The primary goal of this course to introduce UW students to India’s environmental policies pertaining to conservation and development. Through lectures, discussions and individual research, students will gain insights about how these policies were developed, put in place, and their outcomes.

This blog site highlights student accomplishments and travel experiences to India.

Tuesday, August 23, 2016

Experiences of a U.S. Science Educator in Coimbatore, India

By Sarah 'Katie' Guffey 
July-August 2016 trip to Coimbatore, India

With the population in the United States rapidly changing, it’s helpful for US teachers to understand educational systems throughout the world. Traveling to India allowed me to experience their educational system first hand. Perhaps surprisingly, our schools systems have many commonalities, including the types of schools, subjects offered, and teacher training programs.

While in Coimbatore (a city in Tamil Nadu state), I was able to witness the K-12 system and observe the primary school teachers. Overall, the education system in India and the US are quite similar. Primary schools in India (kindergarten & standards 1 through 5) are equivalent to US elementary schools (grades K-5). Similar to the US public, charter, and private schools, India has various types of K-12 schools including State Government Board, Central Board of Secondary Education (CBSE), among others.

Tamil Nadu State Board schools use a card system to keep track of academic milestones. Teachers use this and supplemental materials as a curriculum guide.

There are Tamil medium schools where all subjects are taught in Tamil and English medium schools where subjects are taught in English.

The first school I visited was a Tamil medium school that was following the Tamil Nadu State Board curriculum. All students will enroll in an English language course however, but rest of the subjects were taught in Tamil.

The majority of students were from a low socioeconomic background. The teachers will have roughly 35-45 students in each class. There was no cafeteria on the school grounds so most students pack their lunch. Similar to the US, if a student’s family falls within a certain socioeconomic status, lunch is provided by the government each day.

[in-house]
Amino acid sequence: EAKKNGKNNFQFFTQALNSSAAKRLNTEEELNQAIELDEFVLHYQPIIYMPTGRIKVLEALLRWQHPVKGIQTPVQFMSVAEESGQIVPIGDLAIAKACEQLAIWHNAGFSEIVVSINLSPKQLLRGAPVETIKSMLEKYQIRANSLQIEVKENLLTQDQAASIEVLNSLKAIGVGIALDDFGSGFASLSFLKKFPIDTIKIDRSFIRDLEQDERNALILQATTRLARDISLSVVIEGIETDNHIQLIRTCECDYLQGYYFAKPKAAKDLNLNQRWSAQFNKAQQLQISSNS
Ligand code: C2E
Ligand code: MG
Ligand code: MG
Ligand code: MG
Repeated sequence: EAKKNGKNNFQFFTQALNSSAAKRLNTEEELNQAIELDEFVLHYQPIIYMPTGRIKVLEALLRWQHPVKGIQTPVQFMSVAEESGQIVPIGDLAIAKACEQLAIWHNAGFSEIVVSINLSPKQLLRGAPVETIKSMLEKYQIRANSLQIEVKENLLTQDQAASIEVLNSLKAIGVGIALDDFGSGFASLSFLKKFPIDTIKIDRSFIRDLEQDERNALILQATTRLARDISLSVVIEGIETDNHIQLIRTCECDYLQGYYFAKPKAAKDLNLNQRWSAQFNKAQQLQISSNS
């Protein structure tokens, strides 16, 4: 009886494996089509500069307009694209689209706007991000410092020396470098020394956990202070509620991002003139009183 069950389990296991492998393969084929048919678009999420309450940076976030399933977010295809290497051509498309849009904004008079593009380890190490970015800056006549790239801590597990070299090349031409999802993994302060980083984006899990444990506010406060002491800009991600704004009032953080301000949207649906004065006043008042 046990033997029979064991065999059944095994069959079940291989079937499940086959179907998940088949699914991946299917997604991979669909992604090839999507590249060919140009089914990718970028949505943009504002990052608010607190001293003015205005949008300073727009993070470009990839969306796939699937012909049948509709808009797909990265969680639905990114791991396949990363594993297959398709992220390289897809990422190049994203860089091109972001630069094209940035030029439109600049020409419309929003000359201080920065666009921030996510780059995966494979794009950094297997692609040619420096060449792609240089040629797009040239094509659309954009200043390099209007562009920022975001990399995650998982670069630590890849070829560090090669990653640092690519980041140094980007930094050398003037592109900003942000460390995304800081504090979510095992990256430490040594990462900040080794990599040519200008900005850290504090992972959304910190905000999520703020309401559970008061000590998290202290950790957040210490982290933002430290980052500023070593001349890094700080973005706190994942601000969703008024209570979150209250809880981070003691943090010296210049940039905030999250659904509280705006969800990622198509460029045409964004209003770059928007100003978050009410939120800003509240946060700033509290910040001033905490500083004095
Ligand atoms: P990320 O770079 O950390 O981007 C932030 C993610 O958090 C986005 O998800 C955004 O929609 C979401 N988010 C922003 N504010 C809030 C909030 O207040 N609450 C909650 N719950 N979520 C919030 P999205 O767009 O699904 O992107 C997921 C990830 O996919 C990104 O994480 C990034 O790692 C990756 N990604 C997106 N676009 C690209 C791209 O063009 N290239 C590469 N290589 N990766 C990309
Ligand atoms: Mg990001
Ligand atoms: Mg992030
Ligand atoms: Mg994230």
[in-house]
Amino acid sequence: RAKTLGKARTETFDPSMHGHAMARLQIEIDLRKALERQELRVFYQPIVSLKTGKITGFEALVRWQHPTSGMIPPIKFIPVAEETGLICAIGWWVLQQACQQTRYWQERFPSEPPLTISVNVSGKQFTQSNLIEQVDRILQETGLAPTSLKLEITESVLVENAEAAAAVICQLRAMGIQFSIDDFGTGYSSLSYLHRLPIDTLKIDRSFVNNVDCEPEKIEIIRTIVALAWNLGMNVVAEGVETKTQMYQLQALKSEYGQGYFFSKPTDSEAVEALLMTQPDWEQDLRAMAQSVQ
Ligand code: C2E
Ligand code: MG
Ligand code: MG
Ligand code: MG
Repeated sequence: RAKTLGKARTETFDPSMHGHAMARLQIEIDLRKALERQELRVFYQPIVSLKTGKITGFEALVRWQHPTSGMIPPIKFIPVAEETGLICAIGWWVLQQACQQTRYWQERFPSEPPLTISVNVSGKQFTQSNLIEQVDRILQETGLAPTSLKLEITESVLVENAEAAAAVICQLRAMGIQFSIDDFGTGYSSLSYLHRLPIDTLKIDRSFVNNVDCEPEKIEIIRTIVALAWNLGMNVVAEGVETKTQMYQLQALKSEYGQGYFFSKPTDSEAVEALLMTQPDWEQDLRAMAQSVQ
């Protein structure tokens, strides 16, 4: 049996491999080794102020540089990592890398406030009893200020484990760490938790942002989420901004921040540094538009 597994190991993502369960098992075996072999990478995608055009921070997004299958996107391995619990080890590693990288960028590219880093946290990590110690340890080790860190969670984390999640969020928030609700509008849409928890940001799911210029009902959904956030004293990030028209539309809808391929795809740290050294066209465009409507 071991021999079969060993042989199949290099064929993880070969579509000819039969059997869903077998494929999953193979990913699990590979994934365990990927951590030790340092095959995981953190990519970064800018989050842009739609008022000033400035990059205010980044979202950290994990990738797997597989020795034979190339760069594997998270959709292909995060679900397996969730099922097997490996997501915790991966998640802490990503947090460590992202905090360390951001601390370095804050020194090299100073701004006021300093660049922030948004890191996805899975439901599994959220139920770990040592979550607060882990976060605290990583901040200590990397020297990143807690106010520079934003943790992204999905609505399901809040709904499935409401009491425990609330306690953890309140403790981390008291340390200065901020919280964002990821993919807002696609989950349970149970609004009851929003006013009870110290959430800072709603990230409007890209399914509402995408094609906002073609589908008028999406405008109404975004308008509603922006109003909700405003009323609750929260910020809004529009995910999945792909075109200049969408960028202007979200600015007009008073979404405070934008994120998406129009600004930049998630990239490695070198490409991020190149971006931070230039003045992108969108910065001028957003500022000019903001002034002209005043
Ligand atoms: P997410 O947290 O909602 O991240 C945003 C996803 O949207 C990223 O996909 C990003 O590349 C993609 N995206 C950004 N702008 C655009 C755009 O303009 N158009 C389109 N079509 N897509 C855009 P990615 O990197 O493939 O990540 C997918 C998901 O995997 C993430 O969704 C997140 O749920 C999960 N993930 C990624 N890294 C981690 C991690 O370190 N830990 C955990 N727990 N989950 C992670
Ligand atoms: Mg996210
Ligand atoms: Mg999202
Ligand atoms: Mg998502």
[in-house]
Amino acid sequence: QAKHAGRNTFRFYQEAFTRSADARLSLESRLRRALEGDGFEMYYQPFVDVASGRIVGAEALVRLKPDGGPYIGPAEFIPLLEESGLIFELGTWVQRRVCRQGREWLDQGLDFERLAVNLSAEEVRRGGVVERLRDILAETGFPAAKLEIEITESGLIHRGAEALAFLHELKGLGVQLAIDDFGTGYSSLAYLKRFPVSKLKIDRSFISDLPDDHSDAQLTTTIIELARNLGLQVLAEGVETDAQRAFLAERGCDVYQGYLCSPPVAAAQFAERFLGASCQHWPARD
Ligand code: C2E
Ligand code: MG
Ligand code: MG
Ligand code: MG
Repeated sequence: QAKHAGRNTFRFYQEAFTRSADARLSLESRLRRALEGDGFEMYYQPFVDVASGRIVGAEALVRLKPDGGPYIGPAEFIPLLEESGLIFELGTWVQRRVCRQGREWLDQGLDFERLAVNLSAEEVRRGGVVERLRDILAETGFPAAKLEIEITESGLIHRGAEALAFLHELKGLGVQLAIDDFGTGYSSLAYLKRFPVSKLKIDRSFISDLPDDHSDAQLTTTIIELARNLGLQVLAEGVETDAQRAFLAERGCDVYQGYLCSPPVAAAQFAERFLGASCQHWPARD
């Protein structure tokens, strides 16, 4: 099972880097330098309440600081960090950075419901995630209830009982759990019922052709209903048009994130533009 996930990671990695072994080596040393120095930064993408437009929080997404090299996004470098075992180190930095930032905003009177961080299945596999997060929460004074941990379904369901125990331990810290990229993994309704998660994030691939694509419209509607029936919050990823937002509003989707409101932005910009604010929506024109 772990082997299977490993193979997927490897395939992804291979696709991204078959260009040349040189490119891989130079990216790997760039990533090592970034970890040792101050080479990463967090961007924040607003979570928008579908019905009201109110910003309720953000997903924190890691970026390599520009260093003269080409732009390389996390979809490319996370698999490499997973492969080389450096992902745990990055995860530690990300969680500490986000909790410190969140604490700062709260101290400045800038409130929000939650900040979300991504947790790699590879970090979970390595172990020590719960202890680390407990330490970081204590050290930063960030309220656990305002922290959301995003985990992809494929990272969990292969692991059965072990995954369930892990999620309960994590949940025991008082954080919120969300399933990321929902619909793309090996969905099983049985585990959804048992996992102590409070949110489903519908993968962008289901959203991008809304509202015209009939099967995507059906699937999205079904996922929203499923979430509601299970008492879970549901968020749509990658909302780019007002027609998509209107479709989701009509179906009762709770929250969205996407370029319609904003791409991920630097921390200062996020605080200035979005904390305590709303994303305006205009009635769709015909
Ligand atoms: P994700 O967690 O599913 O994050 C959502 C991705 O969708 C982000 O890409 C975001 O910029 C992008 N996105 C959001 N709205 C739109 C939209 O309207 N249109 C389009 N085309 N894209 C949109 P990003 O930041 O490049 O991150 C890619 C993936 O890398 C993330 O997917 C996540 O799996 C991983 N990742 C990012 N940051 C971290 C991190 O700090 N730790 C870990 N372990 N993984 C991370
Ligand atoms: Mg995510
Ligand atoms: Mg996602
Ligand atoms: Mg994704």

On average, only 3 to 4 students miss school each day and it is the student and teacher’s responsibility to make up missed work and instruction. The card system allows the teacher to know exactly where the student was academically before he/she missed school.

The second teacher was from a CBSE, English medium school. All subjects were taught in English with students given the option to take an additional language (Hindu, Tamil, French, etc.). The majority of students are from a middle, socioeconomic background. Generally, teachers will have between 25-35 students in each class. This school differs from the state board school in that the students have access to computers. This allows the teacher to implement the use of a class website. In addition to the card system, students also have a textbook and a workbook. On average, 1-2 students miss class each day however, most teachers will receive notification from the parent if the child is planning to miss school. Individual instruction will be provided during the child’s physical education class to make up for missed classwork.

Visiting these classrooms and talking to teachers allowed to interact with many talented teachers and gain valuable insights that will help me to teach an ever-changing student population in the US.

Saturday, April 30, 2016

Kathie Beasley presented her research on environmental pollution associated with a major Indian festival

Kathie Beasley presented an overview of the environmental pollution associated with Vinayakar Chadturti, a Hindu festival celebrated throughout India. At the conclusion of this festival, large and small statues of this venerated deity are immersed in standing and running water bodies.

The environmental pollution left behind from this annual festival is lasting due to the lead content in paint, and other materials used for making the statutes. Her research focused on the increasing demand for these statues and the impacts of decorative lead-based paints on water quality.

Anne Nicole Reed wins second place in the 2016 Best Undergraduate Research Projects award

Anne 'Nicole' Reed won second place in the Best Undergraduate Research Project award in 2016 Wyoming Undergraduate Day for her human-elephant conflict research in India. UW's chapter of Phi Beta Kappa (PBK) selected three student presentations to honor excellence in UW undergraduate Research. Nicole shared second place with another student Roslyn Fleming (English Honors Program).

Nicole presented her research findings and insights she gained from the field trip to India. After completing the literature-based research in spring 2015 on human-elephant conflict, she traveled to India in summer 2015 with Alanna Elder (BS Agroecology & ENR) to gain first-hand information about this problem, and how people and elephants are tolerating each other.

These prizes, according to Dr. Rachel Watson, were offered to research presentations that showcased the "interfaces between science and the human condition addressed in a nuanced way that shows understanding and not simply consideration".

Dr. Watson and a panel of judges reviewed 270 abstracts and selected 9 semi-finalists. Judges attended each of these 9 presentations and selected three winners. Nicole received this award at the banquet on April 30, 2016.